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William Henry Fox Talbot (English, 1800-1877) A Fruit Piece, 1845 Salt print, 1846, from a calotype negative 16.5 x 19.8 cm

William Henry Fox Talbot (English, 1800-1877)

A Fruit Piece, 1845

Salt print, 1846, from a calotype negative

16.5 x 19.8 cm on 18.4 x 22.4 cm paper

 

Plate XXIV in The Pencil of Nature, although this print was printed separately.

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Adam Fuss (American, born in England, b. 1961) Untitled "For Allegra", 2009 Daguerreotype photogram 25.4 x 20.3 cm

Adam Fuss (American, born in England, b. 1961)

Untitled "For Allegra," 2009

Daguerreotype photogram

25.4 x 20.3 cm

 

In Untitled “For Allegra,” 2009, Adam Fuss returns to the most basic infrastructure of photography: objects, light-sensitive materials and light. Fuss’s work is distinctive for its contemporary reinterpretation of photography’s earliest techniques. His work includes photograms of butterflies, water droplets, smoke, flowers, birds and babies. His images engage processes that take place in the natural world and are transfigured into greater metaphors. His image of a butterfly is remarkably both a photogram and a daguerreotype.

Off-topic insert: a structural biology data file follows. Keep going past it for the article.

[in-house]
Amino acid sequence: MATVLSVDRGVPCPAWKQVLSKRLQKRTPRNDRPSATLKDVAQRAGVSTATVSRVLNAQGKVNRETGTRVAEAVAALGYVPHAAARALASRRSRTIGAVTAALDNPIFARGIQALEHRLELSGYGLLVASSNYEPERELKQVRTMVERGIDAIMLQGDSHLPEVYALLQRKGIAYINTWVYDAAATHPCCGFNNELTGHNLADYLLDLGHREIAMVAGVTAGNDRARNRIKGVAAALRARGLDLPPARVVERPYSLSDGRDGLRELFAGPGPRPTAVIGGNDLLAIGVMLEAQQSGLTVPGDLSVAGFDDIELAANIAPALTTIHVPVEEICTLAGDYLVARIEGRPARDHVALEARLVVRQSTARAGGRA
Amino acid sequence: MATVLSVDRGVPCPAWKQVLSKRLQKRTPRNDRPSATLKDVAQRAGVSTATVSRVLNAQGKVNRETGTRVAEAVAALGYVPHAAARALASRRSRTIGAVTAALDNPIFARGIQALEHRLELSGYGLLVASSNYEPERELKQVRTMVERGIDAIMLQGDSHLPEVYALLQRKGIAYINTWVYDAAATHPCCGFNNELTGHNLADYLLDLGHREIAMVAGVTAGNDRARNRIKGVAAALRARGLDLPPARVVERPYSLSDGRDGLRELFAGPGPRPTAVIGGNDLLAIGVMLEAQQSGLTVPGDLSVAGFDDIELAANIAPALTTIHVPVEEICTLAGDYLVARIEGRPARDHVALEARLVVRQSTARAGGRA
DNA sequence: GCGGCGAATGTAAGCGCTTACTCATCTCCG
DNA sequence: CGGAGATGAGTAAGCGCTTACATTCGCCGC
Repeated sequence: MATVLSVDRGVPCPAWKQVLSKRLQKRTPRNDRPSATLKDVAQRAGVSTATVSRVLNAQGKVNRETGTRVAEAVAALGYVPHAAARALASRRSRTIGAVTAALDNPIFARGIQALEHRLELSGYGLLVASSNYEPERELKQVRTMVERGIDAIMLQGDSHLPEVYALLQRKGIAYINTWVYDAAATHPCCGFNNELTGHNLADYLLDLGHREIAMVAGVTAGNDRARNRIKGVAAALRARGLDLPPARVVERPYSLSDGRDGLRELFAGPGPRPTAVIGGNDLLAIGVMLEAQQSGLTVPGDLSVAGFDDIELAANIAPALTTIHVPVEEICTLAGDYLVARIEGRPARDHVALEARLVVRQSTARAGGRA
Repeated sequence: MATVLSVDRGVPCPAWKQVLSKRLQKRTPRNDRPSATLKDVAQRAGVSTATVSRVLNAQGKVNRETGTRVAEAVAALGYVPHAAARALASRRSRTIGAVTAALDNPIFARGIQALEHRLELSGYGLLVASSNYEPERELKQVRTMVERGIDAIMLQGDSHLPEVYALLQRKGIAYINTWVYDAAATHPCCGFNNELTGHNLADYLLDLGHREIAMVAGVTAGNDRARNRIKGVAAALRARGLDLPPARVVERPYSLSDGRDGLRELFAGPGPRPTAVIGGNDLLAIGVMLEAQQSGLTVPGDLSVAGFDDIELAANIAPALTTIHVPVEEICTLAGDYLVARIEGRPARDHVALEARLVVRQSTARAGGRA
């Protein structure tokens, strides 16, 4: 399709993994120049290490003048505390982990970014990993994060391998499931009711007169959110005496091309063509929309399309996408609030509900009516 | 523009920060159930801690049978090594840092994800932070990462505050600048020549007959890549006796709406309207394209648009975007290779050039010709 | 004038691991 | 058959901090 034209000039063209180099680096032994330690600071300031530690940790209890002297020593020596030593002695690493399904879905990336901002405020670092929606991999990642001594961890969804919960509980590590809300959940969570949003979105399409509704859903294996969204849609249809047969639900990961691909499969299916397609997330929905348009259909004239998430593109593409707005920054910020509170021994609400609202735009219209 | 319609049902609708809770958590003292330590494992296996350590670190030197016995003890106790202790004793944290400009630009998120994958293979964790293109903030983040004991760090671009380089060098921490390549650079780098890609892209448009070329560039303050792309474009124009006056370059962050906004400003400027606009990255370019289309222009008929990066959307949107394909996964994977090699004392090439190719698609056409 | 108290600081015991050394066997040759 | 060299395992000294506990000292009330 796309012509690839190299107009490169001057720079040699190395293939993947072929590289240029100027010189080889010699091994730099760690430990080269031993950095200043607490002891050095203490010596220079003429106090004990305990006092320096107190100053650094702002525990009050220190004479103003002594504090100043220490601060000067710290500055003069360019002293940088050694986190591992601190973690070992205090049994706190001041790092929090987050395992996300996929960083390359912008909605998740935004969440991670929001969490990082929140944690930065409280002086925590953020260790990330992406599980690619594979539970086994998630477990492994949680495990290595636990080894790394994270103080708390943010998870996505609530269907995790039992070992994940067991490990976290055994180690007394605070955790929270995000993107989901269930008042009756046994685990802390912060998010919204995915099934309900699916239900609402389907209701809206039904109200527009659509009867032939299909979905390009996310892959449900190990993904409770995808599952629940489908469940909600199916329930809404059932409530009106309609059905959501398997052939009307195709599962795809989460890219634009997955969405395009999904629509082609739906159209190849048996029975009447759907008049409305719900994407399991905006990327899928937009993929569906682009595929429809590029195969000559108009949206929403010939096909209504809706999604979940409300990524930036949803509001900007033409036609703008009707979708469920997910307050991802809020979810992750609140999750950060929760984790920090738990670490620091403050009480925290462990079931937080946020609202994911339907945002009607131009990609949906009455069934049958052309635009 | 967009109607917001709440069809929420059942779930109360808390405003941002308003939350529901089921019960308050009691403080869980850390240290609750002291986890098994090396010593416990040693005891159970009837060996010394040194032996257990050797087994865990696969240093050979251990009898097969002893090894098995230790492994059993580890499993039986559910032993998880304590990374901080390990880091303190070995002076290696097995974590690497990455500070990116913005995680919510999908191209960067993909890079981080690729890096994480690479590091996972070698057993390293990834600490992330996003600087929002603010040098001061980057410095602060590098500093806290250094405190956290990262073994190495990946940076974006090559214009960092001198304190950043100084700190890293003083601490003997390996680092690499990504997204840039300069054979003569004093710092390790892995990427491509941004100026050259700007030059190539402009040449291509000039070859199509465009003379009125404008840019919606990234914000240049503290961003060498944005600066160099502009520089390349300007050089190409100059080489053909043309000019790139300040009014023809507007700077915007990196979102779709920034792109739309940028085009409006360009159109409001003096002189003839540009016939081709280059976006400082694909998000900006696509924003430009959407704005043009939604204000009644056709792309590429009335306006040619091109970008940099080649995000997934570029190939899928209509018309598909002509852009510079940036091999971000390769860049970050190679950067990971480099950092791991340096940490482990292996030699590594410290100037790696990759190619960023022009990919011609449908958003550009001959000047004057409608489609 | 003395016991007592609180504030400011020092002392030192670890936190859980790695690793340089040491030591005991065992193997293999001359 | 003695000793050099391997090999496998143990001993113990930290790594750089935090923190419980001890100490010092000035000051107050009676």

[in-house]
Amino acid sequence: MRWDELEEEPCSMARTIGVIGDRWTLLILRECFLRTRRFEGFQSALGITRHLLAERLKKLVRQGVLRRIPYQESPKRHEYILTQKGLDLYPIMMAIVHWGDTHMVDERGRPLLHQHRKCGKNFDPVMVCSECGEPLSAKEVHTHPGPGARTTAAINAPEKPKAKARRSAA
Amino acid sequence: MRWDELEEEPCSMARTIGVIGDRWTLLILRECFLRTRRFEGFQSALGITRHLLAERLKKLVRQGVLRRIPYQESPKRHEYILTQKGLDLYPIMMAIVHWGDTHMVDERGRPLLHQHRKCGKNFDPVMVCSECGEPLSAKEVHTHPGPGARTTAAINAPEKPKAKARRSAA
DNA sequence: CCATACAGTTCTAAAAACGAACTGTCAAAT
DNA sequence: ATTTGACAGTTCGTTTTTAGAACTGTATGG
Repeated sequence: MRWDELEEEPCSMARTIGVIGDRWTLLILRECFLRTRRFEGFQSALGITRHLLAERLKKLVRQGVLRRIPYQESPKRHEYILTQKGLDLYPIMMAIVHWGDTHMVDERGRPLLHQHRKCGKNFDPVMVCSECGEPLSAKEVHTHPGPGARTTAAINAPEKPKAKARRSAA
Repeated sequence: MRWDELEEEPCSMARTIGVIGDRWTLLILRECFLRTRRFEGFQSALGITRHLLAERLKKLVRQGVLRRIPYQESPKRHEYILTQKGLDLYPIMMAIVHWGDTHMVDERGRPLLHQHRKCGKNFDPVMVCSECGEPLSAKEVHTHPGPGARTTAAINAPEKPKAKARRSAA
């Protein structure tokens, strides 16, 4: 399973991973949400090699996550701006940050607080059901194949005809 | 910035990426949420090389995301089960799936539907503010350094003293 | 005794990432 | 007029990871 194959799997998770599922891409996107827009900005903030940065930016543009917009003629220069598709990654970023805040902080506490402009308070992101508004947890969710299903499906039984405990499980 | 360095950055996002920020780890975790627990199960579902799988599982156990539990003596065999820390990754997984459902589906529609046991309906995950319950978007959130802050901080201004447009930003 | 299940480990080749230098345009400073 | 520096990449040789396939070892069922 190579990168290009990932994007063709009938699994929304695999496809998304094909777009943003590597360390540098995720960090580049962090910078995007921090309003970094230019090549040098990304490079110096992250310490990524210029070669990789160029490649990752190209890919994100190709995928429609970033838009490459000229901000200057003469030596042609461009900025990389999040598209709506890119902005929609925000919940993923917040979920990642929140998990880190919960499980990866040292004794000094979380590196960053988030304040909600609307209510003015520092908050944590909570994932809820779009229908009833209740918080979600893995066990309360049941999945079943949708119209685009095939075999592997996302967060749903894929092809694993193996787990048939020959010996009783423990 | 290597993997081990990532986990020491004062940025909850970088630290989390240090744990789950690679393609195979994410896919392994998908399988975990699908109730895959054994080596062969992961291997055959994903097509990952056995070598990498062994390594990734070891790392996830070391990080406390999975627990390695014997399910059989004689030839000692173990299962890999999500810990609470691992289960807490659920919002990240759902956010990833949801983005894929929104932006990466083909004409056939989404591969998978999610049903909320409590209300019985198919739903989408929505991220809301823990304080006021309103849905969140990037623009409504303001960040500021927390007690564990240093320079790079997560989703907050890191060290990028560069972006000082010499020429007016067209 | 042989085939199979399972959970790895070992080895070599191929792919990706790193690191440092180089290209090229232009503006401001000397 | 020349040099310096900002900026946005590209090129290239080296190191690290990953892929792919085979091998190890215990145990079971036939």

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Rev. Calvert Richard Jones (Welsh, 1802-1877) Two young boys with dog, 1850s Albumen print from a glass negative 10.0 x 12.2 cm

Rev. Calvert Richard Jones (Welsh, 1802-1877)

Two young boys with dog, 1850s

Albumen print from a glass negative

10.0 x 12.2 cm on 10.3 x 13.1 cm paper

 

 

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Gustave LE GRAY (French, 1820-1884) "L'escadre fran├žaise en rade de Cherbourg", 5 August 1858 Albumen print from a collodion negative 30.1 x 38.3 cm

Gustave Le Gray (French, 1820-1884)

"L'escadre française en rade de Cherbourg," August 1858

Albumen print from a collodion negative

30.1 x 38.3 cm mounted on 43.0 x 62.3 cm paper